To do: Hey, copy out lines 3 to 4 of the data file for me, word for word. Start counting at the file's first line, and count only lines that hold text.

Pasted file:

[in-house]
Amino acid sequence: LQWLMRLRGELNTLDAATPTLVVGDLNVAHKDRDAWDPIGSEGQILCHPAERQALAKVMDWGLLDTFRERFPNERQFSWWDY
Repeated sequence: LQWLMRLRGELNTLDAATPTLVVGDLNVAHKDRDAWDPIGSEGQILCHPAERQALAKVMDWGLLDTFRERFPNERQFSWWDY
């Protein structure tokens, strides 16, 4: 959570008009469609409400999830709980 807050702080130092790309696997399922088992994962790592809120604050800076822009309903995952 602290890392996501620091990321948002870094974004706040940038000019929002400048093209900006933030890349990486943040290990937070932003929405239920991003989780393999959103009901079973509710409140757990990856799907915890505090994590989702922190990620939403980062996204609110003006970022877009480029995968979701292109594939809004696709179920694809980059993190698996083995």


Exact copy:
Repeated sequence: LQWLMRLRGELNTLDAATPTLVVGDLNVAHKDRDAWDPIGSEGQILCHPAERQALAKVMDWGLLDTFRERFPNERQFSWWDY
């Protein structure tokens, strides 16, 4: 959570008009469609409400999830709980 807050702080130092790309696997399922088992994962790592809120604050800076822009309903995952 602290890392996501620091990321948002870094974004706040940038000019929002400048093209900006933030890349990486943040290990937070932003929405239920991003989780393999959103009901079973509710409140757990990856799907915890505090994590989702922190990620939403980062996204609110003006970022877009480029995968979701292109594939809004696709179920694809980059993190698996083995």